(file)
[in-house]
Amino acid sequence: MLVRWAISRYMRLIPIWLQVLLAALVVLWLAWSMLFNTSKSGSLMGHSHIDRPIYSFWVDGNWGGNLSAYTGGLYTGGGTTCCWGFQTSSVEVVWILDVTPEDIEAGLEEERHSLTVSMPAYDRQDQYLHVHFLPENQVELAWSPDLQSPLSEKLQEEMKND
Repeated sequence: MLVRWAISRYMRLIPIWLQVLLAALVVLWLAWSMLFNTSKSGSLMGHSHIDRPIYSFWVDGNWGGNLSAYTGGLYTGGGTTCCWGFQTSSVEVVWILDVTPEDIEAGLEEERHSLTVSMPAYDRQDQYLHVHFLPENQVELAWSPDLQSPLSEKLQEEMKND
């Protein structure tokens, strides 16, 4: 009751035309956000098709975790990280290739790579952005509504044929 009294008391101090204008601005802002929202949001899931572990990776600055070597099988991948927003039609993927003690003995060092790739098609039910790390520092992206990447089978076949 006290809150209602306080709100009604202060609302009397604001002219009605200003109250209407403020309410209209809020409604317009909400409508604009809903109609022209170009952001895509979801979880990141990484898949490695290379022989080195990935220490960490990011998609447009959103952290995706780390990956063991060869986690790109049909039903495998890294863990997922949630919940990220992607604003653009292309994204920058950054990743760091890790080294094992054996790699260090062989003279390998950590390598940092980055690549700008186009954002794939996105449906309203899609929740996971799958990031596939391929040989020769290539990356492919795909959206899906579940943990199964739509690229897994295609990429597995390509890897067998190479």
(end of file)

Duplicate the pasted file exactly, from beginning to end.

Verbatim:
[in-house]
Amino acid sequence: MLVRWAISRYMRLIPIWLQVLLAALVVLWLAWSMLFNTSKSGSLMGHSHIDRPIYSFWVDGNWGGNLSAYTGGLYTGGGTTCCWGFQTSSVEVVWILDVTPEDIEAGLEEERHSLTVSMPAYDRQDQYLHVHFLPENQVELAWSPDLQSPLSEKLQEEMKND
Repeated sequence: MLVRWAISRYMRLIPIWLQVLLAALVVLWLAWSMLFNTSKSGSLMGHSHIDRPIYSFWVDGNWGGNLSAYTGGLYTGGGTTCCWGFQTSSVEVVWILDVTPEDIEAGLEEERHSLTVSMPAYDRQDQYLHVHFLPENQVELAWSPDLQSPLSEKLQEEMKND
């Protein structure tokens, strides 16, 4: 009751035309956000098709975790990280290739790579952005509504044929 009294008391101090204008601005802002929202949001899931572990990776600055070597099988991948927003039609993927003690003995060092790739098609039910790390520092992206990447089978076949 006290809150209602306080709100009604202060609302009397604001002219009605200003109250209407403020309410209209809020409604317009909400409508604009809903109609022209170009952001895509979801979880990141990484898949490695290379022989080195990935220490960490990011998609447009959103952290995706780390990956063991060869986690790109049909039903495998890294863990997922949630919940990220992607604003653009292309994204920058950054990743760091890790080294094992054996790699260090062989003279390998950590390598940092980055690549700008186009954002794939996105449906309203899609929740996971799958990031596939391929040989020769290539990356492919795909959206899906579940943990199964739509690229897994295609990429597995390509890897067998190479």